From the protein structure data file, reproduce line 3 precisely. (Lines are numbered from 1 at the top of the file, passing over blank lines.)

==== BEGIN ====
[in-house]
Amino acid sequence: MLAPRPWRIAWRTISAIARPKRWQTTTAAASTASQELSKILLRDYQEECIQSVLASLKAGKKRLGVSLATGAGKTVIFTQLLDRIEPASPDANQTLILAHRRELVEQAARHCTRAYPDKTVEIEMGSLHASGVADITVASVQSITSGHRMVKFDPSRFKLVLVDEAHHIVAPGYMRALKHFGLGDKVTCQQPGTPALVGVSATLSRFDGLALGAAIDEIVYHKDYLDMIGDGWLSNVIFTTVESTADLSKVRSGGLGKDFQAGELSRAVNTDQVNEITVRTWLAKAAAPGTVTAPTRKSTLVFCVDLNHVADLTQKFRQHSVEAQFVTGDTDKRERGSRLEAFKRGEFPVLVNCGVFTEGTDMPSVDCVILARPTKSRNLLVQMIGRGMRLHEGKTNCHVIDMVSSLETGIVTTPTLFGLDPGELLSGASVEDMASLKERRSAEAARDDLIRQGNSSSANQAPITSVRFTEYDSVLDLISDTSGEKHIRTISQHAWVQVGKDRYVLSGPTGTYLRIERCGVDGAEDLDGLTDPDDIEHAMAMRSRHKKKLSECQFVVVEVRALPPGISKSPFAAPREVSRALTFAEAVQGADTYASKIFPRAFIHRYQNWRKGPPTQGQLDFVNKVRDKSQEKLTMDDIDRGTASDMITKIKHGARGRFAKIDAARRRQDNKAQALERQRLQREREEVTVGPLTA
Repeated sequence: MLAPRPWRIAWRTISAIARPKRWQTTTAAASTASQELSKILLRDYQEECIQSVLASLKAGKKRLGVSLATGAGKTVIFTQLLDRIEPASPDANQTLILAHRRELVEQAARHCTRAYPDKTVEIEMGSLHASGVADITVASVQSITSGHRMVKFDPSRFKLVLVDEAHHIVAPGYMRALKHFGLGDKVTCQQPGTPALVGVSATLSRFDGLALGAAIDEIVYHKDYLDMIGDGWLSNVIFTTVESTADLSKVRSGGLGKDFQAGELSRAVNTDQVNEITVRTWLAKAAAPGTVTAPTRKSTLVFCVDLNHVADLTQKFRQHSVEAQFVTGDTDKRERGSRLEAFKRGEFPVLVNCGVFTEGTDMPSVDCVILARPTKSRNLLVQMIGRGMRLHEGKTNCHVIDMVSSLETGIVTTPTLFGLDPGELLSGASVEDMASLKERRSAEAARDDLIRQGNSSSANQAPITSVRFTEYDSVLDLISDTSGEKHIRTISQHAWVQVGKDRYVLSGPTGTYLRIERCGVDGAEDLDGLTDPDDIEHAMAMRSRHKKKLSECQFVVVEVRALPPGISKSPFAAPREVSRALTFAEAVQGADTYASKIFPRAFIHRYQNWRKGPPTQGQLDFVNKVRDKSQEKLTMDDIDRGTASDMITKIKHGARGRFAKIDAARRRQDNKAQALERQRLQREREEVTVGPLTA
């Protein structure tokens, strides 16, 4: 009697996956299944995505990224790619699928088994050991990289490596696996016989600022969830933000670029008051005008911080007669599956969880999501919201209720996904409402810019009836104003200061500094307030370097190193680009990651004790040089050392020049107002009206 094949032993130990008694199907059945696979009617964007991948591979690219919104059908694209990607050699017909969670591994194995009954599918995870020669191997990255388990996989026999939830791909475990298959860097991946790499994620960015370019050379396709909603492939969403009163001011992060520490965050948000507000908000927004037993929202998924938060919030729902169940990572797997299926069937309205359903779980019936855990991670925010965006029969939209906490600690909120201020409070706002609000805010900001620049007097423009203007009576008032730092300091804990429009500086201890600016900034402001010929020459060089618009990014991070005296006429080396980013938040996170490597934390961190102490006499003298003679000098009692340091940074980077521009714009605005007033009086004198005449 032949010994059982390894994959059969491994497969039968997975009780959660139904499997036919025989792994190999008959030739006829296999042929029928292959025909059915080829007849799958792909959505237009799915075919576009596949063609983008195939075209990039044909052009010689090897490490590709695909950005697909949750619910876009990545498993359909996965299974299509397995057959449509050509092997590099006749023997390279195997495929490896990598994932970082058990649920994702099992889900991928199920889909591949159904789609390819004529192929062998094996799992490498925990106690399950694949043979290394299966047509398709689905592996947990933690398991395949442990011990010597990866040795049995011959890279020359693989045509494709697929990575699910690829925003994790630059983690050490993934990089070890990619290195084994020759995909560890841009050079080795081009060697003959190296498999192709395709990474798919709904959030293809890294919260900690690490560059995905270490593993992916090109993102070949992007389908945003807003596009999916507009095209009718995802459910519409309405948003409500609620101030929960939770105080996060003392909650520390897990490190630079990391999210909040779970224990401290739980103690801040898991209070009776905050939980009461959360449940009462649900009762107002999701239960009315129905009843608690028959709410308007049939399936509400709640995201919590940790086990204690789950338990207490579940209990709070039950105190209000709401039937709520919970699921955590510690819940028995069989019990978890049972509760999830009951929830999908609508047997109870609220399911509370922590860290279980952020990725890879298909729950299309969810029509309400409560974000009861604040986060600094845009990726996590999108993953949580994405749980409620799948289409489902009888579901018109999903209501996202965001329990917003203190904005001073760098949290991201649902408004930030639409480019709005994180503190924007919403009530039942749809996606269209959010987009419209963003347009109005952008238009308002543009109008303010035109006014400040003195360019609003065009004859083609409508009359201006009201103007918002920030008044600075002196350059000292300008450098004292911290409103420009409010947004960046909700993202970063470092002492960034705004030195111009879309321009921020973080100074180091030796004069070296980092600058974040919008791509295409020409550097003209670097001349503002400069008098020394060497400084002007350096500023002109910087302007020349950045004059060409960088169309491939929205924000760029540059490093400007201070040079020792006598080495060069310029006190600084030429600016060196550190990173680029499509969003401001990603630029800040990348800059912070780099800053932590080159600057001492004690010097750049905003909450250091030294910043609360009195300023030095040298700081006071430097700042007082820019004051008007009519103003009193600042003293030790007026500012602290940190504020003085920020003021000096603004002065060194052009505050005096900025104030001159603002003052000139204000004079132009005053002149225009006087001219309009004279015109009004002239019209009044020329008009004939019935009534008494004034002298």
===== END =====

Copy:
Repeated sequence: MLAPRPWRIAWRTISAIARPKRWQTTTAAASTASQELSKILLRDYQEECIQSVLASLKAGKKRLGVSLATGAGKTVIFTQLLDRIEPASPDANQTLILAHRRELVEQAARHCTRAYPDKTVEIEMGSLHASGVADITVASVQSITSGHRMVKFDPSRFKLVLVDEAHHIVAPGYMRALKHFGLGDKVTCQQPGTPALVGVSATLSRFDGLALGAAIDEIVYHKDYLDMIGDGWLSNVIFTTVESTADLSKVRSGGLGKDFQAGELSRAVNTDQVNEITVRTWLAKAAAPGTVTAPTRKSTLVFCVDLNHVADLTQKFRQHSVEAQFVTGDTDKRERGSRLEAFKRGEFPVLVNCGVFTEGTDMPSVDCVILARPTKSRNLLVQMIGRGMRLHEGKTNCHVIDMVSSLETGIVTTPTLFGLDPGELLSGASVEDMASLKERRSAEAARDDLIRQGNSSSANQAPITSVRFTEYDSVLDLISDTSGEKHIRTISQHAWVQVGKDRYVLSGPTGTYLRIERCGVDGAEDLDGLTDPDDIEHAMAMRSRHKKKLSECQFVVVEVRALPPGISKSPFAAPREVSRALTFAEAVQGADTYASKIFPRAFIHRYQNWRKGPPTQGQLDFVNKVRDKSQEKLTMDDIDRGTASDMITKIKHGARGRFAKIDAARRRQDNKAQALERQRLQREREEVTVGPLTA